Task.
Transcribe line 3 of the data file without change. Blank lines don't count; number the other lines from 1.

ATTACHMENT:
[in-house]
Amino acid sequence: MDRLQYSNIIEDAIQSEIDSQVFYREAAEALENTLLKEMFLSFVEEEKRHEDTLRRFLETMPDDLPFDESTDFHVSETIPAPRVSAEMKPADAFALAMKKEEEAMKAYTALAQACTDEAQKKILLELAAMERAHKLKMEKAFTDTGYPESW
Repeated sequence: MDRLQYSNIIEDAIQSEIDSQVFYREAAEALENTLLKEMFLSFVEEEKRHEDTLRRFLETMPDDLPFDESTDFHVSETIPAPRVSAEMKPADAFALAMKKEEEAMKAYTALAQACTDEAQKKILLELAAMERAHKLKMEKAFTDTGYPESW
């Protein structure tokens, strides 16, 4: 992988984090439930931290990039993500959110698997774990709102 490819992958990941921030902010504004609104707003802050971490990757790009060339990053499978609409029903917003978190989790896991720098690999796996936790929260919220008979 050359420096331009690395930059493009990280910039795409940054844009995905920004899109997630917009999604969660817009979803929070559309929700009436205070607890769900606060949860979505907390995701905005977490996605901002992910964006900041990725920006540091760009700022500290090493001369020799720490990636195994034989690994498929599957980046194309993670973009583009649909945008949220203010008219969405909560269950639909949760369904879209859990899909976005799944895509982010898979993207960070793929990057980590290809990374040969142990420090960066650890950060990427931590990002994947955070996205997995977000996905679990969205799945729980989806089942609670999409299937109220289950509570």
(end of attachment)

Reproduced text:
Repeated sequence: MDRLQYSNIIEDAIQSEIDSQVFYREAAEALENTLLKEMFLSFVEEEKRHEDTLRRFLETMPDDLPFDESTDFHVSETIPAPRVSAEMKPADAFALAMKKEEEAMKAYTALAQACTDEAQKKILLELAAMERAHKLKMEKAFTDTGYPESW